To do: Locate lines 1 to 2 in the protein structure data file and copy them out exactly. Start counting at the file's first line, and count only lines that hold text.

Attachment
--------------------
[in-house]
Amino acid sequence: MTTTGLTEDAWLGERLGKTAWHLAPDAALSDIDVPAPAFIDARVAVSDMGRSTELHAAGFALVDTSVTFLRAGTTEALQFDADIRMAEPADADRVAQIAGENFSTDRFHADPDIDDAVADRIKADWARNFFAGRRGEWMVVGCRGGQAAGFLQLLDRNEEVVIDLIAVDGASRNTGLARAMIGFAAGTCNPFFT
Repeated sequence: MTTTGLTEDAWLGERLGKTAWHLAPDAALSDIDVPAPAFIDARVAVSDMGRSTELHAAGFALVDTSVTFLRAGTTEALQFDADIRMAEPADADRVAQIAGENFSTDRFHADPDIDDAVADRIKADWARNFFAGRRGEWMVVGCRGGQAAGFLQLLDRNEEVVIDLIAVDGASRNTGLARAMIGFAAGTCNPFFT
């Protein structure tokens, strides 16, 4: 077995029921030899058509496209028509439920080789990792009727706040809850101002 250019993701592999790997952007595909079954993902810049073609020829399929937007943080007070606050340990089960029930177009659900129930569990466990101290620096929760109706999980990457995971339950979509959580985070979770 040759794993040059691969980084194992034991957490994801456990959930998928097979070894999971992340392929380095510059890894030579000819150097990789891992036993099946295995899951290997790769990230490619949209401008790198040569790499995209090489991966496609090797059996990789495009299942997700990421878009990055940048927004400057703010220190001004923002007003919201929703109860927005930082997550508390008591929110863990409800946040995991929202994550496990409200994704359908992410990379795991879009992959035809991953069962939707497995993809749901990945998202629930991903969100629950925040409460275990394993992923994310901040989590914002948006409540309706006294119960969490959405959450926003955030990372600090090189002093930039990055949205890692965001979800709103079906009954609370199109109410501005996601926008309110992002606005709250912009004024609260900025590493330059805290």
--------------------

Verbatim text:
[in-house]
Amino acid sequence: MTTTGLTEDAWLGERLGKTAWHLAPDAALSDIDVPAPAFIDARVAVSDMGRSTELHAAGFALVDTSVTFLRAGTTEALQFDADIRMAEPADADRVAQIAGENFSTDRFHADPDIDDAVADRIKADWARNFFAGRRGEWMVVGCRGGQAAGFLQLLDRNEEVVIDLIAVDGASRNTGLARAMIGFAAGTCNPFFT